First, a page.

Of all the wisdom and insight I learned in a three-year lay counseling training, one really stands out. I think of this little chart as “the doghouse.”
Decision-making often involves choosing between short-term pleasure or short-term pain. (Usually it’s more like short-term inconvenience.)
Short-term pleasure often leads to long-term pain, and short-term pain often leads to long-term pleasure. What doesn’t work, and is a horribly unrealistic expectation for life, is short-term pleasure leading to long-term pleasure! (Wouldn’t THAT be nice?!)
Maturity and wisdom is displayed by the choices we make, especially when we exercise patience and self-control, not insisting on the instant-gratification jolt of “I want it NOW!!!” Many of our choices for pleasure in the right-now end up costing us down the road, causing pain later. You know, like that fourth brownie that tastes soooooo good in the moment, but then you can’t zip up your jeans a few days later. Or indulging your child’s demands and whims today because you want to be the “cool parent” and you want them to like you, but then you start to notice the ugliness of that child’s sense of self-absorbed entitlement. Short-term pleasure, even when that pleasure is simply trying to avoid pain, results in long-term unpleasant consequences.
But when we recognize the value of self-control and self-denial in the present, so that we can reap the harvest of pleasure in the future, that’s wisdom. Mark Twain advised, “Do one thing every day you don’t want to do.” That’s good advice, but of course God thought of that much earlier! Using self-control and self-denial is how we fulfill the biblical idea of not indulging the flesh (Galatians 5:16). Getting up early to spend time in God’s word costs you in the moment, but when it has become a habit, that daily time ingesting divine truth and wisdom transforms you. Putting a percentage of your income into savings is a discipline of self-denial in the present day, but it (literally) pays great dividends in the future. Even better, giving generously to Christ’s Kingdom now means you’re sending every penny ahead into your heavenly bank account where God will reward you!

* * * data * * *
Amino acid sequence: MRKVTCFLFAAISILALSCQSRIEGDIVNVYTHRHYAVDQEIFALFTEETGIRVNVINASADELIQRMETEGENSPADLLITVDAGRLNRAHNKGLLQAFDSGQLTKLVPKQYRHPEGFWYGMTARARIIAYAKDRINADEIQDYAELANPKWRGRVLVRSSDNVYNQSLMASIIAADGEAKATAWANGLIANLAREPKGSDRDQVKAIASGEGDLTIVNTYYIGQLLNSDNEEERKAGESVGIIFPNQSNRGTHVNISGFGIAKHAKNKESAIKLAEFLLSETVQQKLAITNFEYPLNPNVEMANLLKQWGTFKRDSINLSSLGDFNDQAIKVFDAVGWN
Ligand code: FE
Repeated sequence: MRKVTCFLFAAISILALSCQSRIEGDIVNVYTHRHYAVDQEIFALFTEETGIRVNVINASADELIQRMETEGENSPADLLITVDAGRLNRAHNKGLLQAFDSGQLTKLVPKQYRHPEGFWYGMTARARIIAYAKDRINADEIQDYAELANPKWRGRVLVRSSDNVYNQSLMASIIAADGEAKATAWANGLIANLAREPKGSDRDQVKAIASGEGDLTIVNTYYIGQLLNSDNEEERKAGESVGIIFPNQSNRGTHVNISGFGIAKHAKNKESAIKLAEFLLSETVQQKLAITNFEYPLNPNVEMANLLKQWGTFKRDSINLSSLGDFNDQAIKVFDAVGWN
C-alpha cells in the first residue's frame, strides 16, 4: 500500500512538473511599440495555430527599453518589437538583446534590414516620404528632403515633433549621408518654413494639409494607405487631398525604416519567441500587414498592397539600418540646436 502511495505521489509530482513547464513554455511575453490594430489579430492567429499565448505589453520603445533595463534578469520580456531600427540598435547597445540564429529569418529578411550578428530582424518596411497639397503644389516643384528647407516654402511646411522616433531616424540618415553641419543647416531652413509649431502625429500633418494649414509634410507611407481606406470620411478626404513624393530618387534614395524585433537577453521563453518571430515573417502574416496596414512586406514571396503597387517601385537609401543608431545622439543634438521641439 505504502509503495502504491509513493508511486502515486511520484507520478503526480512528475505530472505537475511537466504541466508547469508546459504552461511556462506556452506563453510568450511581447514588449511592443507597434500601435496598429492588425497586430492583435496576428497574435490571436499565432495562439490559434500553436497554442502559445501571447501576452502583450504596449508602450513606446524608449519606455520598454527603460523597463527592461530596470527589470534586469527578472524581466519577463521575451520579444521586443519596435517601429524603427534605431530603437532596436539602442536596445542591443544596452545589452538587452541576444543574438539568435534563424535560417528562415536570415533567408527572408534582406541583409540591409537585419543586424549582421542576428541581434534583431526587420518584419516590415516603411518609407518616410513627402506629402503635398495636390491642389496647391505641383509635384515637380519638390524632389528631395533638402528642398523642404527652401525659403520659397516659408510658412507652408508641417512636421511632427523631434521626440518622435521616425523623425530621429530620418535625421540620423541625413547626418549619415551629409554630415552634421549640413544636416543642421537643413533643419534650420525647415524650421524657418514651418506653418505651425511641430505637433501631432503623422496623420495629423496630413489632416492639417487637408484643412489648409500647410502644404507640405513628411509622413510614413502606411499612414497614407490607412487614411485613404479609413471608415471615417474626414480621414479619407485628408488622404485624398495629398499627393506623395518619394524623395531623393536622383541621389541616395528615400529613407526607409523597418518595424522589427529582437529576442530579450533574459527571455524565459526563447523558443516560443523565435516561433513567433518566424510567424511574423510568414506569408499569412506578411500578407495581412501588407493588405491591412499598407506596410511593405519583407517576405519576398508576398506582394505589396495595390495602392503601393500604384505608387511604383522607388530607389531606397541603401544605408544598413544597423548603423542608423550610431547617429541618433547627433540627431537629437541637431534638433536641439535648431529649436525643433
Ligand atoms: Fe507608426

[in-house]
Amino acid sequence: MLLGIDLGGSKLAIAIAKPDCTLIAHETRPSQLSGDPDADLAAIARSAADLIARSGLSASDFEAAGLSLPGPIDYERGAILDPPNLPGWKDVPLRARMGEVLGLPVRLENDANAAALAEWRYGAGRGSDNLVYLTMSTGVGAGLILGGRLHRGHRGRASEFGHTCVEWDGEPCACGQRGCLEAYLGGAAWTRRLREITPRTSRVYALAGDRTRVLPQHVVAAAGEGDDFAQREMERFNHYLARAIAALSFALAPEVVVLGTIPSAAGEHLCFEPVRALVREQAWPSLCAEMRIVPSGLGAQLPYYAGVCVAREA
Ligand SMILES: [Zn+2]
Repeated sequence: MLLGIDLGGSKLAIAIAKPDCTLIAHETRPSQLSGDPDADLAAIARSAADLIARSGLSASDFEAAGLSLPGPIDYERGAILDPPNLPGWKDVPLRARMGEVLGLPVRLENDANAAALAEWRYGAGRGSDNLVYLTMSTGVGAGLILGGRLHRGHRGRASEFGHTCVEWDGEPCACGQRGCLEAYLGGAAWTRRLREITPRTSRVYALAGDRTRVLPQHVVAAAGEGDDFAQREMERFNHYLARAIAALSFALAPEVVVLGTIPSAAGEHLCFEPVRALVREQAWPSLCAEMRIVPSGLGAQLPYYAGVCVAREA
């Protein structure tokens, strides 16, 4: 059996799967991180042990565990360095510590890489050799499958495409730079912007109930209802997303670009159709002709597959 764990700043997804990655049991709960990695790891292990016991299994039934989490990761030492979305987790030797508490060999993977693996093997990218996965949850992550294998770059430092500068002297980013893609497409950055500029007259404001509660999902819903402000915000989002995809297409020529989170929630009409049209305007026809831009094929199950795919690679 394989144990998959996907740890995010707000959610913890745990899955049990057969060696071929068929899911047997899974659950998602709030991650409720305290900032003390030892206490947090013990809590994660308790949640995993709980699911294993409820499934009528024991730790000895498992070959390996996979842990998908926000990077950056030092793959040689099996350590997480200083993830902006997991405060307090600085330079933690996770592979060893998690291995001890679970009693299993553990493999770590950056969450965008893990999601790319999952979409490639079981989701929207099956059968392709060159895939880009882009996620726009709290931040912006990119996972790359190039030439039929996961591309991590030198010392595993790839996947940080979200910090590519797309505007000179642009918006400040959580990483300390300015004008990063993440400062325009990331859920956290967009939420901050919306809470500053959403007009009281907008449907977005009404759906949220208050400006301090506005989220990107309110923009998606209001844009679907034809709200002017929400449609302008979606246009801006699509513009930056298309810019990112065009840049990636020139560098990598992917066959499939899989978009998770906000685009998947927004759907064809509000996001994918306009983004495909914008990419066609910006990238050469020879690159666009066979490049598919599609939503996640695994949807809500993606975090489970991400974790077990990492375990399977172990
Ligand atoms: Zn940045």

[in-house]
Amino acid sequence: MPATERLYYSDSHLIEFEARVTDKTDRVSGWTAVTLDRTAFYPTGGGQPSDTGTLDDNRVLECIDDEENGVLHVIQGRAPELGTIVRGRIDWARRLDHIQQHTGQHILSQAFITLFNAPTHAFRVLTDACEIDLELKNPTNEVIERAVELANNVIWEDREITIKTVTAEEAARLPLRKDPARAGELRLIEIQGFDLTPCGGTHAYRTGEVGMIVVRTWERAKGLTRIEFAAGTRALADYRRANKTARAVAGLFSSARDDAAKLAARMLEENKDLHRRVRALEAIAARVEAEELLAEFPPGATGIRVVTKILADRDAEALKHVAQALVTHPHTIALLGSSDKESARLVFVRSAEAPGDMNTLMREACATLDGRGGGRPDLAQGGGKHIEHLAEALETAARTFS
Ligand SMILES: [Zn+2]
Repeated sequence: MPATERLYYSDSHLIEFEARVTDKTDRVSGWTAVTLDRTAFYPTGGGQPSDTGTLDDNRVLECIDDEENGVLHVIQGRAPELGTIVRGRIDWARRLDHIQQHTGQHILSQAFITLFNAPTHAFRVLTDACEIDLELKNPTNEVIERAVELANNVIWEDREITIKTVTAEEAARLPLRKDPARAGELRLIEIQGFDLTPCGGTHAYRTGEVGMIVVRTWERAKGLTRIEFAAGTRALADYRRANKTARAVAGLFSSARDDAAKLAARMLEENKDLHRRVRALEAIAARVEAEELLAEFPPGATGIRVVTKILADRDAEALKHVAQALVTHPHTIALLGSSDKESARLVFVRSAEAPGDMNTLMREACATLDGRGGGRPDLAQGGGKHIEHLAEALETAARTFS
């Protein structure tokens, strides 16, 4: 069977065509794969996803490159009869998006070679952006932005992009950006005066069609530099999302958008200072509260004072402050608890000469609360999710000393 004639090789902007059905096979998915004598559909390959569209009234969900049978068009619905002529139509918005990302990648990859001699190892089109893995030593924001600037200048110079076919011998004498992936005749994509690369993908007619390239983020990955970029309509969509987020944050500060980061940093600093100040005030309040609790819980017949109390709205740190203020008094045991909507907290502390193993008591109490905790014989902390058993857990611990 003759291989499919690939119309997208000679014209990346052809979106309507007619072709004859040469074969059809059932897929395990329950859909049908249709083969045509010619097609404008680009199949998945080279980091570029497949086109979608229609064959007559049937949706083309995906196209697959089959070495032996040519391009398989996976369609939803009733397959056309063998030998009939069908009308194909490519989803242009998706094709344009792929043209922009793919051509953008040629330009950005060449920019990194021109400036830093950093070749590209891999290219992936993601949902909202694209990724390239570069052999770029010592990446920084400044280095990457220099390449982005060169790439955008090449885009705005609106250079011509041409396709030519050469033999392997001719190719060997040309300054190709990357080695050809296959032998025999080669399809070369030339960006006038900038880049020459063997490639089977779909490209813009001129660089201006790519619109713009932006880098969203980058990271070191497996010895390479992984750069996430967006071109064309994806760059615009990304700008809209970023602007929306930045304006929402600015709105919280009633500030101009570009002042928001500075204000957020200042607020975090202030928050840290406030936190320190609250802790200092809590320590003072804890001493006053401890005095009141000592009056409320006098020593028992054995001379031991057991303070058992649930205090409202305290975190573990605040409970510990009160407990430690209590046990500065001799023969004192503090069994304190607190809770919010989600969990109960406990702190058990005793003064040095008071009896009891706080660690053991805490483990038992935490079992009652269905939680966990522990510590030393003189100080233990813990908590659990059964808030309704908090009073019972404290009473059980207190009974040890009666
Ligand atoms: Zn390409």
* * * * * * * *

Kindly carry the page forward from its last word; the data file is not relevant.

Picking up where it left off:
One of my family members really resonated with “the doghouse” when he faced his alcoholism and made many, many decisions to choose the short-term pain of saying no to his desire to drink, and every day he now enjoys the long-term pleasure of a life he can fully enjoy in sobriety and self-control. Another man I know was faced with the decision to choose the short-term pain of integrity, owning and confessing his selfish behavior over several years, or the short-term pleasure of excusing and dismissing his choices that had hurt other people. He chose the short-term pleasure, and now lives in the long-term pain of diminished character and the loss of his family’s trust.
“The doghouse” is helpful for training children (and ourselves!) to think beyond the moment to what they want down the road. Do you want less stress in the morning by taking the time to get your books and clothes and lunch ready tonight? Short-term pain, long-term pleasure. If you give into the temptation to procrastinate (short-term pleasure), how much will you pay for it later (long-term pain)?
Jesus said, “If anyone wants to become My follower, he must deny himself, take up his cross daily, and follow Me.” (Luke 9:23) Denying ourselves, taking up our cross, and following Jesus are all about short-term pain with major long-term pleasures!
“The doghouse” is a simple but powerful life-skills tool for your toolbox. What do you want to end up with, long-term pleasure or long-term pain? Choose well today.
This blog post originally appeared at
on June 2, 2015